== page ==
‘When I tried to stop the car, the brakes failed’ – over 200 people officially complain about NCT issues

One motorist said the test centre had recorded the wrong mileage. Picture posed

Ken Foxe

More than two hundred people made formal complaints about their NCT last year including their brakes failing immediately after a test, “spurious” results, and a wheel that fell off just two weeks after a car was passed as roadworthy.

There were an average of around 17 official complaints a month last year, with frustration also growing about recent delays in scheduling a test, the Road Safety Authority said.

In one case a motorist said their car had successfully passed its NCT — yet two weeks later “the wheel broke off my car while driving.”

Another person said they had taken their wife’s car for a test and immediately after they left the centre, the brakes of the car would not work.

“We travelled 400 metres up the road to a crossroads and when I tried to stop the car, the brakes failed,” they said.

“Fortunately, I managed to bring the car to a halt without hitting anyone. I returned to the NCT centre where the car was inspected. The technician was baffled and could only offer the explanation that the emergency brake test had broken the brake calliper.”​

In one complaint, a person explained how the NCT centre had recorded the wrong mileage on their car, which could have caused issues for its resale.

“I want to get this right as there is a difference of 90,000km,” they said, “I can prove the mileage with all the previous NCT certificates. I never would have drove that much in this short space of time.”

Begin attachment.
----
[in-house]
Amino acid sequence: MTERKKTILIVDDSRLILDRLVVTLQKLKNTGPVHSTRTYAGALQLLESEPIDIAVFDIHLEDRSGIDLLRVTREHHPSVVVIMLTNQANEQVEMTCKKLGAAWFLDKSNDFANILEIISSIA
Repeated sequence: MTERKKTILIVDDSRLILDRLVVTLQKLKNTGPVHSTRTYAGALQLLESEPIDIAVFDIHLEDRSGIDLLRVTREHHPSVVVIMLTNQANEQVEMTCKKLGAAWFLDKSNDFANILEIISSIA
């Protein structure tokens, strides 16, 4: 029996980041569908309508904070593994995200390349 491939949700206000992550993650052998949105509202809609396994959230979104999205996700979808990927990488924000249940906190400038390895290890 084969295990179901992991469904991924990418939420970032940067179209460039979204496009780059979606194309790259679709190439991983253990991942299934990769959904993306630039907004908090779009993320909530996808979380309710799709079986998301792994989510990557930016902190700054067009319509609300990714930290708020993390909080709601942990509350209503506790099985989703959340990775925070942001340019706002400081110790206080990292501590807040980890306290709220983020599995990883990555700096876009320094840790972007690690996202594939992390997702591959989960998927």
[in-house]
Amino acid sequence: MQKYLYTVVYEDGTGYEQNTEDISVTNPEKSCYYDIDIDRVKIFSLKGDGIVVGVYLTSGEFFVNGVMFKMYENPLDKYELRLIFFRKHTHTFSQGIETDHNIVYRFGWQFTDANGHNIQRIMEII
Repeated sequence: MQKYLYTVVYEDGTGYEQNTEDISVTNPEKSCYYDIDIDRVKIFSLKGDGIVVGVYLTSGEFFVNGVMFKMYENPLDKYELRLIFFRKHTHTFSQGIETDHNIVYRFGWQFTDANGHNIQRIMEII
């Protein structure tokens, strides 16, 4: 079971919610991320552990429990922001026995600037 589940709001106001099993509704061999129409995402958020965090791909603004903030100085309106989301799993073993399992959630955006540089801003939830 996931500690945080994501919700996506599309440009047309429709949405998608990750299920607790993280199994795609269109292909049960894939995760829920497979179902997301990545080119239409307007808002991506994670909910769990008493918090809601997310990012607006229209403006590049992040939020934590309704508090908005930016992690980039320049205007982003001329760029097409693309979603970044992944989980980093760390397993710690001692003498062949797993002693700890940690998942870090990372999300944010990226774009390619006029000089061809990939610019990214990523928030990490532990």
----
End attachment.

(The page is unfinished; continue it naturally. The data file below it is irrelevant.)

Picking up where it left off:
Another said there was a problem with certain types of car, which could fail a suspension imbalance test because of the vehicle’s specialised suspension.

“I was informed by the Mercedes dealer that this was a regular issue,” they wrote. “To reiterate, the result is I cannot get an NCT certificate in a car that there are actually no problems with.”

One motorist explained how they had very specifically tried to book a test well in advance because they so desperately needed their car for work.

However, they were told there would be no dates available until January this year.

“According to Citizen’s Information, the penalty for driving without an NCT certificate is a fine of up to €2,000, and/or up to five penalty points, and/or imprisonment for up to three months,” they wrote.

“As it is next to impossible for me to book an NCT before January 2023, I am leaving myself open to being penalised and possibly imprisoned.”

Another driver claimed a test had caused one of their tyres to puncture. They complained: “I drove my car out of the test centre’s gates to find the car was behaving strangely. I returned straight away and was shown my flat tyre.

“They refused to help me in any way and I had to get a [company] to change to my spare as I have torn ligaments in my knee, and get a new tyre thereafter.”

A spokesman for the RSA said there had been more than two million tests carried out by the NCT service last year.

“The average waiting time for a NCT appointment to date in March is 27.3 days. Before the pandemic the waiting time would have been less than 12 days,” he said.

The spokesman said the service was facing challenges with high demand and particular difficulties in recruiting qualified motor mechanics.

However, steps including extending operational work hours, paid overtime, further recruitment from outside the EU, other recruitment drives, and night shifts at a busy centre in Dublin had all been taken.